“It is not a lack of love, but a lack of friendship, that makes unhappy marriages.”
― Friedrich Nietzsche
There are four levels of platonic relationships:
- people you know and like
- kindred spirits
Of all of these, friends are the most intimate. Maria Popova does a beautiful job of explaining the four levels.
“Friendship is unnecessary,” C.S. Lewis wrote, “like philosophy, like art, like the universe itself… it has no survival value; rather it is one of those things which give value to survival.”
I find it interesting that many references to relationships focus on romantic relationships. However, outside of our familial relationships, friendship is our first relationship.
What is friendship?
According to the Stanford Encyclopedia of Philosopy,
Friendship, as understood here, is a distinctively personal relationship that is grounded in a concern on the part of each friend for the welfare of the other, for the other’s sake, and that involves some degree of intimacy.
It requires 3 things:
- mutual caring so we care about our friends and they care about us
- intimacy, meaning we reveal things to friends that we don’t to other people
- and shared activity – we make time for each other because we value our friendship
Stages of Friendship
Across our lifespan, our close friendships provide someone to talk to, depend on and enjoy spending time with.
In childhood, the main purpose of friendship is for someone to play with. In adolescence, the nature of friendship changes. Yes, friends still play and have fun with each other but young adults also develop identity and discover intimacy through their friendships.
Young adulthood is a prime time for creating friendships. It is a time when we connect with people with similar values and friendships at that point in life are crucial for developing a more secure sense of self.
As we continue through life, we typically choose friends that we perceive as being similar to us. This may be part of the reason why cross-racial friendships are rare in some communities. It’s also interesting that research shows similar brain patterns between friends.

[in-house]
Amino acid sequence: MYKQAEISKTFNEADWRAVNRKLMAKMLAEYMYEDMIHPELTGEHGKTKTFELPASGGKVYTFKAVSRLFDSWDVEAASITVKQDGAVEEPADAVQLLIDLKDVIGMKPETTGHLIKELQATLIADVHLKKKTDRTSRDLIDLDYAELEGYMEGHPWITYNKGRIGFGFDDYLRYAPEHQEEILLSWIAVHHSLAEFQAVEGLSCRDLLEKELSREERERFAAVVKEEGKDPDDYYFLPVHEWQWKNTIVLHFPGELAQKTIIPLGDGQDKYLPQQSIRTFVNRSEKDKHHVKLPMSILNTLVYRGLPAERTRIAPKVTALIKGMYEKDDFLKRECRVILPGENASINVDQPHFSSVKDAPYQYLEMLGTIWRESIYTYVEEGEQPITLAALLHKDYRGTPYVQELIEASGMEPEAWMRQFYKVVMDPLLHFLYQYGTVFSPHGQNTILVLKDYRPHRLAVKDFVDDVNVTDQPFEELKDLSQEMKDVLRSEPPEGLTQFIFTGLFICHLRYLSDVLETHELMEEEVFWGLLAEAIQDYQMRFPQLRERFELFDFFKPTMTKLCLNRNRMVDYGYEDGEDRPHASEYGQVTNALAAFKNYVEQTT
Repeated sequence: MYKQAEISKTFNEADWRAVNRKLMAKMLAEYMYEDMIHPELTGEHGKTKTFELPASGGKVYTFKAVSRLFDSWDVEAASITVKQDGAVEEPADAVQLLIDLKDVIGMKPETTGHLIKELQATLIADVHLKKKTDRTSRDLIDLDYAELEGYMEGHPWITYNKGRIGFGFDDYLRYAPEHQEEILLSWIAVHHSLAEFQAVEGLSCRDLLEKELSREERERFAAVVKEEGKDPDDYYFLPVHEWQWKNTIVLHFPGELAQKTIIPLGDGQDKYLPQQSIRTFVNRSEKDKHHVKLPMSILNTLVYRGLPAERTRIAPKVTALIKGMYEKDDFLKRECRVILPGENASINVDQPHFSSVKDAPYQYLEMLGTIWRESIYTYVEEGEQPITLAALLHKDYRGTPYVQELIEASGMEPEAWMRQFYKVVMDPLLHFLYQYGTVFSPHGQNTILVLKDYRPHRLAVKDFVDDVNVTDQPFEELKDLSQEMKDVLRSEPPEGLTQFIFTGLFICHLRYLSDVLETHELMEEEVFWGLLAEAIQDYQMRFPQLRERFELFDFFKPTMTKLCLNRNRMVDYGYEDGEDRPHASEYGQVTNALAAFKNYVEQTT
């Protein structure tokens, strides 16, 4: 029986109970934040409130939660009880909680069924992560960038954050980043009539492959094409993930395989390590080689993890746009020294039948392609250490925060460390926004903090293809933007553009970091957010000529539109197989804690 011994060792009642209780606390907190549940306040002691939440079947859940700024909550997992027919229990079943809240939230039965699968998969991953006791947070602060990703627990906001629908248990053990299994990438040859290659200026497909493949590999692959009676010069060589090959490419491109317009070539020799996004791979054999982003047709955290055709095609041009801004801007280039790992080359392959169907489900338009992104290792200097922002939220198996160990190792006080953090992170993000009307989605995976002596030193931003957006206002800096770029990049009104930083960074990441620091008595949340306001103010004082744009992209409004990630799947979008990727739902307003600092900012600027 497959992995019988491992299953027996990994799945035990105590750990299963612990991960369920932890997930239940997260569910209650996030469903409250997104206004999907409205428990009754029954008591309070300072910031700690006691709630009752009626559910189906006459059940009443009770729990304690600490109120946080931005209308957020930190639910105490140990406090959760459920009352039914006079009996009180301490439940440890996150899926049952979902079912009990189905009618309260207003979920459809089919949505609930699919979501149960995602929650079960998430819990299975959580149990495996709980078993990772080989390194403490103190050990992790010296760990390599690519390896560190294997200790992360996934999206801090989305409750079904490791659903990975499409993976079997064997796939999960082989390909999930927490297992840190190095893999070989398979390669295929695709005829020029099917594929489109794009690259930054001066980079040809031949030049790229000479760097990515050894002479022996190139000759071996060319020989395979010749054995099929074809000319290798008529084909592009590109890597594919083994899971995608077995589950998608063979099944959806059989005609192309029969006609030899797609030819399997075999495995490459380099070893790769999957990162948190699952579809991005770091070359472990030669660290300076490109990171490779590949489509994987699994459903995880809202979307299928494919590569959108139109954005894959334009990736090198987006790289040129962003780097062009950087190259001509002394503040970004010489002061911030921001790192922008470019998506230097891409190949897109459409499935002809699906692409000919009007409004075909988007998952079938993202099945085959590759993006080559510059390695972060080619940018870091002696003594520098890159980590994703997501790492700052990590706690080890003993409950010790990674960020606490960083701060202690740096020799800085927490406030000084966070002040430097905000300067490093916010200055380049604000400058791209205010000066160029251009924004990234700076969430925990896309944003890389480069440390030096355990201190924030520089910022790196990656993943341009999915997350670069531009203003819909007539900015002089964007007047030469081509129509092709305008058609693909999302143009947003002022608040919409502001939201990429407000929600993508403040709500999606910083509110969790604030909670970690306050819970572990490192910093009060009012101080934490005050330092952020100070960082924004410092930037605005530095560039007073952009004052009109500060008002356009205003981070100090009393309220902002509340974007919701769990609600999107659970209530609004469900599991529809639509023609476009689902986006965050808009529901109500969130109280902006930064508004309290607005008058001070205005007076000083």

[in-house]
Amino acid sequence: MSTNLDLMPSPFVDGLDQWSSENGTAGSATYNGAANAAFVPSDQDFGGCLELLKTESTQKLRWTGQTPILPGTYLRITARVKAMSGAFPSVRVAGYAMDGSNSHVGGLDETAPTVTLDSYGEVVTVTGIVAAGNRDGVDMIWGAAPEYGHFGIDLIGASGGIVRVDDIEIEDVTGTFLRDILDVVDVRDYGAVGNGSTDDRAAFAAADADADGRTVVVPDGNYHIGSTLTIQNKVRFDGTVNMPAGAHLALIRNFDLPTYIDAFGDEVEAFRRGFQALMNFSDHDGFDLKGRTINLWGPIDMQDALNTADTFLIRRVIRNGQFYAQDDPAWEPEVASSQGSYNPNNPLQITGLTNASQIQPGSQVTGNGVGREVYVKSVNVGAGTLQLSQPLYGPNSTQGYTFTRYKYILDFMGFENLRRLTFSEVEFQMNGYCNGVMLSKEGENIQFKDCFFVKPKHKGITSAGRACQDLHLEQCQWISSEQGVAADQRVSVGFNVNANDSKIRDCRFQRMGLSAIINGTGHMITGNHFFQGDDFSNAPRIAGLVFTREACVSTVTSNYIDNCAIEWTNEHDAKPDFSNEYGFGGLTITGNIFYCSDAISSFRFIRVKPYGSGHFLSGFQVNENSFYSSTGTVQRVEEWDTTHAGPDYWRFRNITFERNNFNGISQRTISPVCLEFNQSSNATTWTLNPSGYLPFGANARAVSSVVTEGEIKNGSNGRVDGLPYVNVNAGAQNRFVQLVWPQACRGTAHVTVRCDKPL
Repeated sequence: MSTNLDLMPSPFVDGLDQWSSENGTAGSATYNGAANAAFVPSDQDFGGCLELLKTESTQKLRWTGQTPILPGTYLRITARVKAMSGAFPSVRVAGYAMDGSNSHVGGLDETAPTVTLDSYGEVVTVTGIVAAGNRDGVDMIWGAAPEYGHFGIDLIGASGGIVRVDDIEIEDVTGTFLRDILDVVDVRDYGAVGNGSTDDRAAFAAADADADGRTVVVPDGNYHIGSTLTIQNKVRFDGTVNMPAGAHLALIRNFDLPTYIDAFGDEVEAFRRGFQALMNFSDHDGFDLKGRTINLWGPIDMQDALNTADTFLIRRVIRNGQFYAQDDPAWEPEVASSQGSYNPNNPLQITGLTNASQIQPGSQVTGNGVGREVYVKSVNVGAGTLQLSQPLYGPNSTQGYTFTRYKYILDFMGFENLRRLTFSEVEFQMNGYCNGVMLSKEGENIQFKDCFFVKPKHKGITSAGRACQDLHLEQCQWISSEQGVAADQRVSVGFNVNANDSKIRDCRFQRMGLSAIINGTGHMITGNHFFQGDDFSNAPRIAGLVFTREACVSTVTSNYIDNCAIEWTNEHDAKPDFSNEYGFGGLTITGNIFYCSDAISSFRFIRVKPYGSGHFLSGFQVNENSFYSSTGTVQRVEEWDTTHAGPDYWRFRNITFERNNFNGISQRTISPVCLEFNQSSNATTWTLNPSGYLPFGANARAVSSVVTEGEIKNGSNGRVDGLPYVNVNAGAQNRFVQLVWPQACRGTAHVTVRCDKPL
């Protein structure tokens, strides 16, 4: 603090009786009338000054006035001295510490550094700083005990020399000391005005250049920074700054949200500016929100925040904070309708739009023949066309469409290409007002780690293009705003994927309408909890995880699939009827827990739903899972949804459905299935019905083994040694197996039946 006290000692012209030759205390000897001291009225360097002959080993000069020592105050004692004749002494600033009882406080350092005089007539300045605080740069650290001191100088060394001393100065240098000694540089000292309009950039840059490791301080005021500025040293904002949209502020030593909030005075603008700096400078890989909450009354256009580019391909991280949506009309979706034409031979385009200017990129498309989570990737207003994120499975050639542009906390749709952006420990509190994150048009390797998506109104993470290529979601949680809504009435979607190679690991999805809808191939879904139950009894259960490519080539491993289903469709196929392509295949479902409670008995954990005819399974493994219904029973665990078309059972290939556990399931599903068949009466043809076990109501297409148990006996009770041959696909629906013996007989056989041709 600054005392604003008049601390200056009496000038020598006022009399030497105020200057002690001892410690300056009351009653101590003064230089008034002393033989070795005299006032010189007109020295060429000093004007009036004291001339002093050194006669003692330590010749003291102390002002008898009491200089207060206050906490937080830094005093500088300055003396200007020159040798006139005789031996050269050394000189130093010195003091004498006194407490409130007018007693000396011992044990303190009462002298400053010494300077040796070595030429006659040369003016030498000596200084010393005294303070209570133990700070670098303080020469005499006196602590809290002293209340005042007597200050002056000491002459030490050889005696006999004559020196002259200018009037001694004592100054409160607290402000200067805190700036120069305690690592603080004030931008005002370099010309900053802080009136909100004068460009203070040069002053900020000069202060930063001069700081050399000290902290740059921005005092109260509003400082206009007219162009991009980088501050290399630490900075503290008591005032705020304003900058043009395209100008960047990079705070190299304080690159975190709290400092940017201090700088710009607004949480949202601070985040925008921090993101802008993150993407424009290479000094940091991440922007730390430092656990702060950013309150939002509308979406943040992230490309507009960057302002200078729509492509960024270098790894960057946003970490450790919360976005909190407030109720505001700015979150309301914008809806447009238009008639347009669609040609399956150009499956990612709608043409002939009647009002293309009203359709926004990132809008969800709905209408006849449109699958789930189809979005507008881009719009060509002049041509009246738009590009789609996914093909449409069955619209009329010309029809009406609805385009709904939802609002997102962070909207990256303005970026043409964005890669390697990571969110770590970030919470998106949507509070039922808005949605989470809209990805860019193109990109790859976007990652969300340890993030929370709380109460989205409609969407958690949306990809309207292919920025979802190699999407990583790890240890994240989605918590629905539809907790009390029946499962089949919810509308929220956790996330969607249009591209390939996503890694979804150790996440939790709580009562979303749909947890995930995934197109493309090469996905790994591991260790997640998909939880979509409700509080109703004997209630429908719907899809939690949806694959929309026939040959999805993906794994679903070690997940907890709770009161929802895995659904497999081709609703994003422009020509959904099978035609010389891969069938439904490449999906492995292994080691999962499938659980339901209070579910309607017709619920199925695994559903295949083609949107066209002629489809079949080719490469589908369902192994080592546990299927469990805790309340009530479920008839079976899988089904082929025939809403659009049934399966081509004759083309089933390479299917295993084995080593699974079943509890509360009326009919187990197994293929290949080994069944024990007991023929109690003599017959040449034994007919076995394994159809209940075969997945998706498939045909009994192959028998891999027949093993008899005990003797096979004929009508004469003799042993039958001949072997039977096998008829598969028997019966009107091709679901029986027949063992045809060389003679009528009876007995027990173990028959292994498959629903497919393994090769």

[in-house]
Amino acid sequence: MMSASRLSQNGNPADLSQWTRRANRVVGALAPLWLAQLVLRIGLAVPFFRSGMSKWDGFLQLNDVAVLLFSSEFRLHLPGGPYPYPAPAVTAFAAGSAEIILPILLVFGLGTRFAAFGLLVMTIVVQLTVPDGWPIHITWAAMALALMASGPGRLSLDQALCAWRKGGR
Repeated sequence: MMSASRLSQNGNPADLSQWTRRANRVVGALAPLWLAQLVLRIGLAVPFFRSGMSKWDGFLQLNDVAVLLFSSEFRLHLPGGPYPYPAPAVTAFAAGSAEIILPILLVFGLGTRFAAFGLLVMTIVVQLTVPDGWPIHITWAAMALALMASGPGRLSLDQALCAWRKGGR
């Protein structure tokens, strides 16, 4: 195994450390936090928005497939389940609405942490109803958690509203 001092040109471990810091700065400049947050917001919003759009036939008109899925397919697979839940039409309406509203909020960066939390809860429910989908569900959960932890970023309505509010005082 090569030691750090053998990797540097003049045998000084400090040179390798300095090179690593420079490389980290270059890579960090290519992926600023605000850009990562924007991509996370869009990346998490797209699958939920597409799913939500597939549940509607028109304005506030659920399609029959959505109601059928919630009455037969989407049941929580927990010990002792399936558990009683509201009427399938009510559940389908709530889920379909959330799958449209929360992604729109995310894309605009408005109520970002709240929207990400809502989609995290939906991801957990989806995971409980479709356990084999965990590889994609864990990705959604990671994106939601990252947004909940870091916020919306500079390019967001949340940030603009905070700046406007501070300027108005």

Types of friends
Out of our friends, we can have different types. You may have one best friend, the person who knows you without any artifice. This person won’t be surprised about anything they find in your apartment. This is a very special kind of bond. More common are friends that you can be yourself with, but you may still protect your insecurities and failures from them.
Why is friendship so important?
In addition to the specific role that friendship plays at different stages of human development, they are important for our quality of life. Human beings are social creatures and friends are an important part of that socialization.
Do you have a friend that you think about but are not in contact with? What’s the barrier in your friendship? Is it time, or distance? Is it that you had a disagreement and you are waiting for them to approach you first?
During the rest of this mini-series on friendships within this season about relationships, I’ll be looking at female friendships, male friendships, opposite-sex friendships, and friendships across different groups. Join me each week for more on this topic.
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